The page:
The issue with proving content marketing ROI - Lead Forensics

The issue with proving content marketing ROI

Content marketing is a powerful and effective way to generate leads and nurture prospects towards a sale. It’s about issuing content that is interesting, engaging and that both your existing and target customers will find valuable and want to read. To get it right takes a strong commitment and significant investment, in terms of time and resources.

Being able to measure the return you are getting on that investment is a vital part of the process and you can read more about its importance here: ‘Measuring online marketing ROI (and how it can make you indispensable)’.

So how do you know if it’s working? Debate continues to rage about how best and most accurately to measure content marketing ROI. But why is it so difficult? What are the main issues that are causing marketing teams such headaches? And what can you do to tackle or minimise them?

Playing the long game

Making the decision to start using content marketing as a way to attract new business and keep existing customers happy can be a difficult one. One of the main reasons being that it’s about playing the long game. Getting results takes time.

It can take a couple of months to set up and get it off the ground. It then takes a lot of trial and error to keep refining the process and improving on the results. Trying to force it and prove ROI too soon is just pointless.

From a measurement point of view you should aim to kick off the process with all the tools in place that you’re going to need further down the line. So you need to know what you’re going to want to measure and why. That means deciding what the most appropriate KPIs are going to be, and making sure you put the right analytics in place from the start to be able to measurement them.

Whether you’ve already started using content marketing, or want to plan your first campaign, here are the key ingredients you’ll need to successfully prove content marketing ROI:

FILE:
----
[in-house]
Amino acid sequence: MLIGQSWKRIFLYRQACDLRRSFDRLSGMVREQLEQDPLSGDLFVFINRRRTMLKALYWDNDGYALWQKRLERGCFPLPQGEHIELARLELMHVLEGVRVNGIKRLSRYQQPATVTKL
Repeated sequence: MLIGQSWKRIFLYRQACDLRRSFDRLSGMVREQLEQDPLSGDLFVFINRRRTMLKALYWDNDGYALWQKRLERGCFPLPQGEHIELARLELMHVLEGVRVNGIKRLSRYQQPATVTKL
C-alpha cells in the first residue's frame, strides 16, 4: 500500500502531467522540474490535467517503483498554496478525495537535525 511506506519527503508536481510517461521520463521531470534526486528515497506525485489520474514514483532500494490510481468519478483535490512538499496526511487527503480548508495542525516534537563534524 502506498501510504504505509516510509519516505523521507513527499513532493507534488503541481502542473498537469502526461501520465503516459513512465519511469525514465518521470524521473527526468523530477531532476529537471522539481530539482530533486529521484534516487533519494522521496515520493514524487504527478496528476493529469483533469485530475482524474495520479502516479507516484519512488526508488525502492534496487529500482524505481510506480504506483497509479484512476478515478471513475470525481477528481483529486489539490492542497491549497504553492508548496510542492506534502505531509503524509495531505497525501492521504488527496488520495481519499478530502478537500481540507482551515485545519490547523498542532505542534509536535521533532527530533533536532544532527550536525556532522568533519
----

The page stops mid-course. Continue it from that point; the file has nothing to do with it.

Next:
What is your goal? 

It may seem obvious but far too often companies take the plunge into using content marketing without having a clear goal. Yet without setting goals you won’t have a clear direction. And how can you know if you are successful if you don’t know what you’re aiming for, and what success will look like?

Start by looking at the company’s overall goals and think how content marketing activity may help you achieve them. This may typically be things like: ‘increase yearly revenue by 20%’, ‘find 20 new customers within the next 12 months, ‘increase profit margin by …%’, ‘generate 1000 good quality warm leads per month by the end of the year’. You may also have more general ones around increasing brand awareness that aren’t just fixed on new business.

Whatever your goal is, make sure everyone understands it and what you’re aiming to achieve. You then need to break it down into smaller, achievable steps. Out of these, the necessary KPIs should then be easy to pull together.

What is your strategy? 

How is content marketing going to fit within the mix? What other steps will you be taking to achieve your company goals? You need to have a clear overview and to know how it’s all going to fit together. Then develop your strategy around the goal that needs to be achieved.

Depending on how much content marketing you have already been doing, the results you are likely to get will vary. If you are completely new to it and have to first rebuild your website, then you won’t see many tangible results for a while to come.

If you have dabbled a bit, such as by offering a download or two, and generally get how it works, then now is the time to develop a proper strategy that keeps the overall goal in mind.

And if you are well into the game and already have lots of leads coming in, then take a step back and evaluate if your strategy is still in line with the overall goal, or whether it needs adjusting or could be improved.

What will success look like?

This is one of the most overlooked questions by many marketing teams – but one of the most important. You need to be able to tie your efforts, and the content you’re producing, back to your achievements and the goals you are aiming for. Without the right tools in place you’ll struggle to do this.

If your goal is new customers and you have no way of knowing how many new customers your marketing has brought in then you can never prove your ROI – either positive or negative!

Intelligent marketing software, such as that available from Lead Forensics, can now make this far easier to do, and can link directly to your CRM. It allows you to see where a lead came from in the first place, the journey that person followed and the content/web pages they visited, and finally whether they converted.